The Gaskell Society

The Gaskell Society

Celebrating the life and work of Elizabeth Gaskell

For those of you who have been lucky enough to visit the Elizabeth Gaskell House in Manchester, you may remember a large portrait of a woman hanging in the dining room recess. She is looking out over the table and surveying the scene before her. The woman is Margaret Gaskell, William’s mother, and I always found this portrait significantly positioned as a statement on women, family and the domestic space.

Within their family, Margaret was the last mother of her generation to die. Elizabeth’s mother had died in October 1811, Aunt Lumb, her ‘more than mother’ in 1838 and Margaret Gaskell in January 1850, six months or so before the family moved into their new residence in Plymouth Grove. Margaret was a representative of the older generation of women. She has been strategically positioned by the curators of the Elizabeth Gaskell House, looking out over the domestic space  at her son, who would have been at the head of the table.  Off to her right, and out of view, is a writing table, a symbol of Elizabeth’s professional life.  Whether this was a deliberate statement is debatable, but it is certainly a powerful image.

Elizabeth became part of a new generation of women who could unite the domestic and commercial world – the public and private spheres   By March 1850 she had embarked on her career as a writer, establishing herself as a regular contributor to Charles Dickens’ Household Words.

As far as we can ascertain (for 18th century records are sketchy) her mother-in-law, Margaret, was baptised at St. Andrew’s Church, Leyland, Lancashire on 26th March 1780. She was the daughter of Robert and Mary Jackson of Farington, a little village to the south of Leyland.  Robert and Mary were married in Leyland church in 1775 and Robert’s occupation is given as husbandman (a farmer). It appears there has been some controversy about whether Margaret’s name was actually Jackson or Balshaw. This can be explained simply, by the fact that Balshaw was her mother’s maiden name.

According to the baptismal records of St Andrew’s Church in Leyland, Margaret was the second child born to Robert and Mary. She had a younger sister, Jane, and two brothers, James and William. While we have no accurate records for Mary’s death, we do for Robert. He died in 1817 at Wrightington in the borough of Wigan, he is buried in Leyland Parish Church.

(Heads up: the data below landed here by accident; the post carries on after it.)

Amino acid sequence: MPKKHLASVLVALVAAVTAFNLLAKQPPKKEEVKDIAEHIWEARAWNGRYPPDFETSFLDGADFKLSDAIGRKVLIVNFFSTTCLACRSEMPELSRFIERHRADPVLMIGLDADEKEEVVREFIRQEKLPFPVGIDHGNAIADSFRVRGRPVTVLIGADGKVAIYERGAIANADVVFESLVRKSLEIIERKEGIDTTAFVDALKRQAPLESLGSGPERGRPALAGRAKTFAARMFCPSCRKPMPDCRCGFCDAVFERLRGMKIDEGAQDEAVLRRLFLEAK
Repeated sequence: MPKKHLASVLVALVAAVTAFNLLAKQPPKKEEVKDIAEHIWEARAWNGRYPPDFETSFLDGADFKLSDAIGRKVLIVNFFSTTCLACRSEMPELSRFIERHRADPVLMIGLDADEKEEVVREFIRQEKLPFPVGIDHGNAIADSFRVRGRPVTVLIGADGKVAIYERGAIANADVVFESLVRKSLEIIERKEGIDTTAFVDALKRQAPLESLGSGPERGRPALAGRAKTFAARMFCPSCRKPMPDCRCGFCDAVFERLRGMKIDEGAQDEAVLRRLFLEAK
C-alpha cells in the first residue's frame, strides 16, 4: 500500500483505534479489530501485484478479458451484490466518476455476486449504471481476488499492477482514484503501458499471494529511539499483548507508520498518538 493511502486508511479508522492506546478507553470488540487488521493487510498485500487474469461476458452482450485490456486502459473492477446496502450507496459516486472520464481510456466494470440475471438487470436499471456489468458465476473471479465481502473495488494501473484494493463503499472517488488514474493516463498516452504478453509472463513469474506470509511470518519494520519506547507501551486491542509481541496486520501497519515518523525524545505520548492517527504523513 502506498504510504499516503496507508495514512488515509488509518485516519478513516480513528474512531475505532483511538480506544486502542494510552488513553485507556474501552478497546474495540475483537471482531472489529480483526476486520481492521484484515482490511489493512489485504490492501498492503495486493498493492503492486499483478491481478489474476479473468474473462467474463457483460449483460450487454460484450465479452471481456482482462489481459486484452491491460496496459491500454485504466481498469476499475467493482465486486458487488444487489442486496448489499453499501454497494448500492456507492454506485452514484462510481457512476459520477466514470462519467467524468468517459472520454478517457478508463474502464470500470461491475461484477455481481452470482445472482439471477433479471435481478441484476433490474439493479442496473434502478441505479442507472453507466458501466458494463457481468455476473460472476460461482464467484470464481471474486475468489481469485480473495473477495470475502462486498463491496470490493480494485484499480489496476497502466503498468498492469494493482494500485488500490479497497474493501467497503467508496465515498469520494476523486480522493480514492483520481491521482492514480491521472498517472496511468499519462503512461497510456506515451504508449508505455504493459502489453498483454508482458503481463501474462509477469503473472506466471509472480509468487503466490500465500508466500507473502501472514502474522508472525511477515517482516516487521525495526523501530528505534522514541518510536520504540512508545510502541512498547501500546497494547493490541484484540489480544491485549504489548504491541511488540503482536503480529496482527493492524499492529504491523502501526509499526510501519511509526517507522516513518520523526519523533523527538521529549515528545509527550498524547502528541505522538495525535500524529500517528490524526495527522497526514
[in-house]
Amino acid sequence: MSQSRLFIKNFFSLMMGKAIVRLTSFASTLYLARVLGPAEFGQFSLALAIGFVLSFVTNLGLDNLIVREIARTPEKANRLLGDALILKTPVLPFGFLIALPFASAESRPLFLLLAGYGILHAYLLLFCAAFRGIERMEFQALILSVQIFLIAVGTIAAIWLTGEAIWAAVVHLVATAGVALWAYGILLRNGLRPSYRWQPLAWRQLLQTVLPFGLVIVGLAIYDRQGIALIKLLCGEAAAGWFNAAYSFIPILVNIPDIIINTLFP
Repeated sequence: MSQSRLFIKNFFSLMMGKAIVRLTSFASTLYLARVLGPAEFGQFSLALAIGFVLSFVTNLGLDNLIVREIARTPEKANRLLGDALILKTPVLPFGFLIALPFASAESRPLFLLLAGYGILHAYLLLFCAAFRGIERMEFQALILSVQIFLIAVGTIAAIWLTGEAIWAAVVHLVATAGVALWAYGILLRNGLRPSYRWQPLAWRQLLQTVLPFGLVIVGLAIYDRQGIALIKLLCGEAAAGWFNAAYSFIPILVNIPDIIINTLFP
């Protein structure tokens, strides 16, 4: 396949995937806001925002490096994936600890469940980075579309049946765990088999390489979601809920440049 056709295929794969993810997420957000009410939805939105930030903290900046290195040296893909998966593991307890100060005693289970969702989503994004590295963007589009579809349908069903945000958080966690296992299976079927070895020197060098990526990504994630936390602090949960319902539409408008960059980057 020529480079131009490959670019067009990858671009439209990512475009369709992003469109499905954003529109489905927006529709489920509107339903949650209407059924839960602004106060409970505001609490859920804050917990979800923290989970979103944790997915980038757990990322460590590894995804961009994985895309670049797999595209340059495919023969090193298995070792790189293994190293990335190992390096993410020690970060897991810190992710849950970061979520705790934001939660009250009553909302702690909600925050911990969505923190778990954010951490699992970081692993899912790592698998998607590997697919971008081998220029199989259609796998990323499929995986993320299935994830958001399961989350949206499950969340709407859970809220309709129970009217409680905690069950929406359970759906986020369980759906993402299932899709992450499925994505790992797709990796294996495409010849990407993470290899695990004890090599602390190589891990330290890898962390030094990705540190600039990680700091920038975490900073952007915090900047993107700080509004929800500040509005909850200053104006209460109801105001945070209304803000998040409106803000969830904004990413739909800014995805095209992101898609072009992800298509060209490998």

One aspect of this history that has puzzled researchers  is that there  is no listed marriage for  Margaret  and William Gaskell in Leyland Church, and yet  Edgar Swinton Holland writes about Margaret, his grandmother:

“of whom it is said  (and with reason) that she was the handsomest and best lady married in Leyland Church for some considerable time.”(1)

Wherever you search for records, each search returns the same result – a marriage at the parish church of St Mary the Virgin, Leigh, between William Gaskell , gentleman of Liverpool and Margaret Jackson of Atherton and  dated  1803. If this is Margaret, the evidence seems to suggest it is, the reason for this change of residency is unclear.(2)

One explanation would be that Margaret had been employed as a servant.  When I first began volunteering at the Elizabeth Gaskell house, the received wisdom was that Margaret Jackson was a servant who had taken William’s eye and whom he had taught to read. This at first seemed unlikely, but after careful thought, it may well be true.  It was not unusual for girls to be put into service, and as farmers with four children living in a small village community, domestic service would have been a likely employment for the girls.  Many years later, Margaret’s daughter-in-law, Elizabeth Gaskell took two girls from Mill Brow Farm in Skelwith Bridge, Westmorland into her service at Plymouth Grove and in 1852 she also employed their brother William as an outdoors man.  Taking up work in domestic service would be one explanation for Margaret’s move to Atherton which, in the early 1800s, was a very small, quite rural community.  Another possibility would be that she might be employed in a mill. There were cotton mills in Atherton in the early 19th century but they were few and small. The industry expanded later in the century.  Of the mills in Leigh, Atherton and Wigan, only one is listed as being built before 1820.  The OS map produced in 1848 shows many more as well as coal mining activity. So perhaps Margaret moved for employment – but what about William’s residence in Liverpool?

That’s where we’ll be heading in part II.

Diane Duffy

(1) Edgar was the son of Elizabeth Gaskell, Rev. William’s sister and Charles Holland. His work, A History of the Family of Holland of Mobberley and Knutsford in the country of Chester;” is available online at

(2) A Gaskell family historian has matched the signature and is satisfied that this is the record of William and Margaret’s marriage.